J
jb38
sentiment_very_satisfiedPlatinum

6:45 PM

Rob: The problem is, that devices of different manufacture do not necessarily give the same indications even although the signal being fed into their aerial input sockets might be at identical levels, and with regards to the signal what method are you using to feed the aerial into the box as well as possibly your TV?

By the way, a good average signal level for satisfactory reception should be around 65- 70% or so and with a quality level of around 90%+.

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jb38's 7,179 posts GB
M
Mazbar
sentiment_satisfiedGold

6:53 PM

Rob: was it grax you went to ?

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Mazbar's 382 posts GB
Sunday, 30 December 2012
L
linsey
1:10 PM

Hi
I am having trouble receiving some freeview channels. The signal strength for BBC1,ITV1 channel 4, 5, More 4 E4 are all 36/37% which you suggest is low, but the picture etc is fine. However ITV3 5* and 5 USA are 34% and the piture/sound is contstantly breaking up. Sometimes the signal is lost altogether. Dave is mising as are a few others I should be able to recieve. I live in Stourbridge so assume Brierley Hill is my transmitter which is relatively close. I have been getting ITV3 and Dave ok till a few weeks ago. Any advice. should I get a new areial.

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linsey's 2 posts GB
J
jb38
sentiment_very_satisfiedPlatinum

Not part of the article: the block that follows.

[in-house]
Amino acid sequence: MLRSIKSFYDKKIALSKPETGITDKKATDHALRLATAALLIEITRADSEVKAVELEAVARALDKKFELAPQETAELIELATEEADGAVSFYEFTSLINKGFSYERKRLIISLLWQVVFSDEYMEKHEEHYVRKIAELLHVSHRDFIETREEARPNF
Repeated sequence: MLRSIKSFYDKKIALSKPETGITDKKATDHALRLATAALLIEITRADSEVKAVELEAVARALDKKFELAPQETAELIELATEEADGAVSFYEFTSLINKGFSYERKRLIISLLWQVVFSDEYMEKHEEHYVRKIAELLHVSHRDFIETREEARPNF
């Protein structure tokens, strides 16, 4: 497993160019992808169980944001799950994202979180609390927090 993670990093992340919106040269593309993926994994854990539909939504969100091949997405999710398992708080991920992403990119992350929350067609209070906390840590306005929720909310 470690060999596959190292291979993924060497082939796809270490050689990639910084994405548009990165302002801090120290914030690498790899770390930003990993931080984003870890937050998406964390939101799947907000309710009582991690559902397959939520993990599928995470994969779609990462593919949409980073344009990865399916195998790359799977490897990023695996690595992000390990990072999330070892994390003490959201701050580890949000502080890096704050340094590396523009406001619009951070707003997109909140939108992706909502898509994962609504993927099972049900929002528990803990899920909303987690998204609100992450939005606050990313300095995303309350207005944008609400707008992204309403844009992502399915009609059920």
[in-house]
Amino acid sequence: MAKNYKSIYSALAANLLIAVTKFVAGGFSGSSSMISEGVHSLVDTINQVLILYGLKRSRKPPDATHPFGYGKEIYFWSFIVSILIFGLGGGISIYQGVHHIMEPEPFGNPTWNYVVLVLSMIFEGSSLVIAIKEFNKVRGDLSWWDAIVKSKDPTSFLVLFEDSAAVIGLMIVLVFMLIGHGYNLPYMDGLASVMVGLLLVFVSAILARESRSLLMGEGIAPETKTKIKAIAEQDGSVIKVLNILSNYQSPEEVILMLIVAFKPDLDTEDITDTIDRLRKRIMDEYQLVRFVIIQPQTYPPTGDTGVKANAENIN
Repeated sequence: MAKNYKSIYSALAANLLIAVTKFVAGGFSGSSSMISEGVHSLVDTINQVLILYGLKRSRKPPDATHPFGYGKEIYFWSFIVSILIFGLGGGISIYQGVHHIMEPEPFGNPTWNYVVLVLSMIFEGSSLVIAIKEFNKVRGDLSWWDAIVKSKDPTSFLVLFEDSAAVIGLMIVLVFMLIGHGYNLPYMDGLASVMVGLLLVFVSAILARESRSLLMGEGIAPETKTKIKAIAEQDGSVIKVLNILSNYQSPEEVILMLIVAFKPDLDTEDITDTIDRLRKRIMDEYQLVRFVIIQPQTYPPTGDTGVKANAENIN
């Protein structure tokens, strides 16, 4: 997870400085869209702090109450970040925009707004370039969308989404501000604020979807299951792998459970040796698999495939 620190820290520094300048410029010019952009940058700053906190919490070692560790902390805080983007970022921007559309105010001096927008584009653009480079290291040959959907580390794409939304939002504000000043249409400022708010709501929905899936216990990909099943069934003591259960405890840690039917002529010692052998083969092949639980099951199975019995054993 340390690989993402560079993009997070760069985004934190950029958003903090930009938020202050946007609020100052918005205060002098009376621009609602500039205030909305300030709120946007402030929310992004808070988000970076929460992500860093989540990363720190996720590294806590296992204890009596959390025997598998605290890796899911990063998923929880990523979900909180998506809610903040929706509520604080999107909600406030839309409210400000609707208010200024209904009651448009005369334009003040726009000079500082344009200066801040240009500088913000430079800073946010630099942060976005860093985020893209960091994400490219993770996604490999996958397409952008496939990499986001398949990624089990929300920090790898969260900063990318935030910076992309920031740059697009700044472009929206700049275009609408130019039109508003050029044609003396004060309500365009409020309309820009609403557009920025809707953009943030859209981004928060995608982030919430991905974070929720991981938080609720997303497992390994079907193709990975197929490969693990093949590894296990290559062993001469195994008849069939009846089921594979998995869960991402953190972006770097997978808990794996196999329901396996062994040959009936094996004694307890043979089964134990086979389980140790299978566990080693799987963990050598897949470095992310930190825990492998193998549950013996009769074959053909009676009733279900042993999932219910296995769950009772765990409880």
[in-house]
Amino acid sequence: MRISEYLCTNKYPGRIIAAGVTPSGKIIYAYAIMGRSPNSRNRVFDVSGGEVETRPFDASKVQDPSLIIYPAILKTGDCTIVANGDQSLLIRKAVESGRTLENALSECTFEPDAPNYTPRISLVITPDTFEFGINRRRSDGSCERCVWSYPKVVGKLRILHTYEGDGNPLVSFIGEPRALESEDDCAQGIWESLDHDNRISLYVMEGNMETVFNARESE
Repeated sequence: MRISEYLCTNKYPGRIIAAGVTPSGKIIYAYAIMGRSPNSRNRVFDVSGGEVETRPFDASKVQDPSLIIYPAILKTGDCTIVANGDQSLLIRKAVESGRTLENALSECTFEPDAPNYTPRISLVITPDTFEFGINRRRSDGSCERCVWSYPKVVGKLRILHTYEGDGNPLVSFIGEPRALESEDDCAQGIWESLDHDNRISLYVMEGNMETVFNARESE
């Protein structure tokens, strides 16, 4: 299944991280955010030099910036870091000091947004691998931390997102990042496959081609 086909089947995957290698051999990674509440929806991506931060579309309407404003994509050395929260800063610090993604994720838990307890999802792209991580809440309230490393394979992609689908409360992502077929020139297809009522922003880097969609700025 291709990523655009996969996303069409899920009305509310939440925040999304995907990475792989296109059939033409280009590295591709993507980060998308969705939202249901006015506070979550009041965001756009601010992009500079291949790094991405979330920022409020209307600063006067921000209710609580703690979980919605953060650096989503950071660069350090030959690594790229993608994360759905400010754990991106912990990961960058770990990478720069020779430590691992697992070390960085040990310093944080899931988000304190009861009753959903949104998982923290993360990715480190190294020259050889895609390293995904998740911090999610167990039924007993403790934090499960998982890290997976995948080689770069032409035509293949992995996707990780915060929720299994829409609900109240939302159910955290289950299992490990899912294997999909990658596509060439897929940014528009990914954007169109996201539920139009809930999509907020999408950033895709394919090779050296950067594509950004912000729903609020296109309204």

1:27 PM

linsey: Although the picture may well be fine the levels mentioned are far to low for reliable reception and are liable be hovering just above the threshold for reception, ITV3 etc dipping under it now and again hence your problem.

A post code (or one from nearby) is really necessary to determine the signal levels expected in your area, but if you are close to the transmitter it can indeed cause problems of the nature described and also result in false signal strength indications being given, and so if you have access to a set top aerial try that and see if anything is received, if it us then the signal is strong, or at least reasonable so! and possibly requiring the addition of an attenuator in line with your TV or boxes aerial socket.

Best give an update though on results of the test mentioned.



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jb38's 7,179 posts GB
L
linsey
1:45 PM
Stourbridge

thanks. my post code is dy8 3xe will that help diganose the problem better. When I said I am close i may have missled you - not sure how close is good/bad, but brieley hill is only approx 3 ish miles away.
Glad of any further advice.

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linsey's 2 posts GB